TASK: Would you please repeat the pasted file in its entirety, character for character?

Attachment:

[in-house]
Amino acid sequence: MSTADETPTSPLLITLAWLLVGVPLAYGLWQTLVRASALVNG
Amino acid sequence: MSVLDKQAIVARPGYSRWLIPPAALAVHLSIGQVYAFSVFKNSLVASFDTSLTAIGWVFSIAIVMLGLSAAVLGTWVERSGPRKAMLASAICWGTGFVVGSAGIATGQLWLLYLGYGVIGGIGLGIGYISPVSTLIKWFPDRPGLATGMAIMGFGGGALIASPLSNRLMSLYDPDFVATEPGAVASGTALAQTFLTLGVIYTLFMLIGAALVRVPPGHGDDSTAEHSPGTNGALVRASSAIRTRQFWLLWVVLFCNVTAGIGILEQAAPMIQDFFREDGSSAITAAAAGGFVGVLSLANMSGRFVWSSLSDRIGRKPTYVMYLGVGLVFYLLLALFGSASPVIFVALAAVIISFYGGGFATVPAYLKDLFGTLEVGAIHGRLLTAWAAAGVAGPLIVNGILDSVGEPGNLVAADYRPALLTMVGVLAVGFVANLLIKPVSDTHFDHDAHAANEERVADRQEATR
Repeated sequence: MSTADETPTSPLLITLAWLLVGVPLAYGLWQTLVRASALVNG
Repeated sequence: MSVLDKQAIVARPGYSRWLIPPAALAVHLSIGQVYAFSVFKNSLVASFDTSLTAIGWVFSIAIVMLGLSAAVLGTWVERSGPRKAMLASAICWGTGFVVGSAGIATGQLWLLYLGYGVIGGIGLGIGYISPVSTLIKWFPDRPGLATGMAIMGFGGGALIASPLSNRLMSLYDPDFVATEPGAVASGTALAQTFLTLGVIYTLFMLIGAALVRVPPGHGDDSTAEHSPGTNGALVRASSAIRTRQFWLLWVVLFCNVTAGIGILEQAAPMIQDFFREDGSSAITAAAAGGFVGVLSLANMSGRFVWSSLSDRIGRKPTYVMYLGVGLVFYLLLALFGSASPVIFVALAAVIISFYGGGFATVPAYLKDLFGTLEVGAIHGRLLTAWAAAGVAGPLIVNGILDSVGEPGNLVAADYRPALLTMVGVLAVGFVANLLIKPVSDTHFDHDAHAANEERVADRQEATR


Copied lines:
[in-house]
Amino acid sequence: MSTADETPTSPLLITLAWLLVGVPLAYGLWQTLVRASALVNG
Amino acid sequence: MSVLDKQAIVARPGYSRWLIPPAALAVHLSIGQVYAFSVFKNSLVASFDTSLTAIGWVFSIAIVMLGLSAAVLGTWVERSGPRKAMLASAICWGTGFVVGSAGIATGQLWLLYLGYGVIGGIGLGIGYISPVSTLIKWFPDRPGLATGMAIMGFGGGALIASPLSNRLMSLYDPDFVATEPGAVASGTALAQTFLTLGVIYTLFMLIGAALVRVPPGHGDDSTAEHSPGTNGALVRASSAIRTRQFWLLWVVLFCNVTAGIGILEQAAPMIQDFFREDGSSAITAAAAGGFVGVLSLANMSGRFVWSSLSDRIGRKPTYVMYLGVGLVFYLLLALFGSASPVIFVALAAVIISFYGGGFATVPAYLKDLFGTLEVGAIHGRLLTAWAAAGVAGPLIVNGILDSVGEPGNLVAADYRPALLTMVGVLAVGFVANLLIKPVSDTHFDHDAHAANEERVADRQEATR
Repeated sequence: MSTADETPTSPLLITLAWLLVGVPLAYGLWQTLVRASALVNG
Repeated sequence: MSVLDKQAIVARPGYSRWLIPPAALAVHLSIGQVYAFSVFKNSLVASFDTSLTAIGWVFSIAIVMLGLSAAVLGTWVERSGPRKAMLASAICWGTGFVVGSAGIATGQLWLLYLGYGVIGGIGLGIGYISPVSTLIKWFPDRPGLATGMAIMGFGGGALIASPLSNRLMSLYDPDFVATEPGAVASGTALAQTFLTLGVIYTLFMLIGAALVRVPPGHGDDSTAEHSPGTNGALVRASSAIRTRQFWLLWVVLFCNVTAGIGILEQAAPMIQDFFREDGSSAITAAAAGGFVGVLSLANMSGRFVWSSLSDRIGRKPTYVMYLGVGLVFYLLLALFGSASPVIFVALAAVIISFYGGGFATVPAYLKDLFGTLEVGAIHGRLLTAWAAAGVAGPLIVNGILDSVGEPGNLVAADYRPALLTMVGVLAVGFVANLLIKPVSDTHFDHDAHAANEERVADRQEATR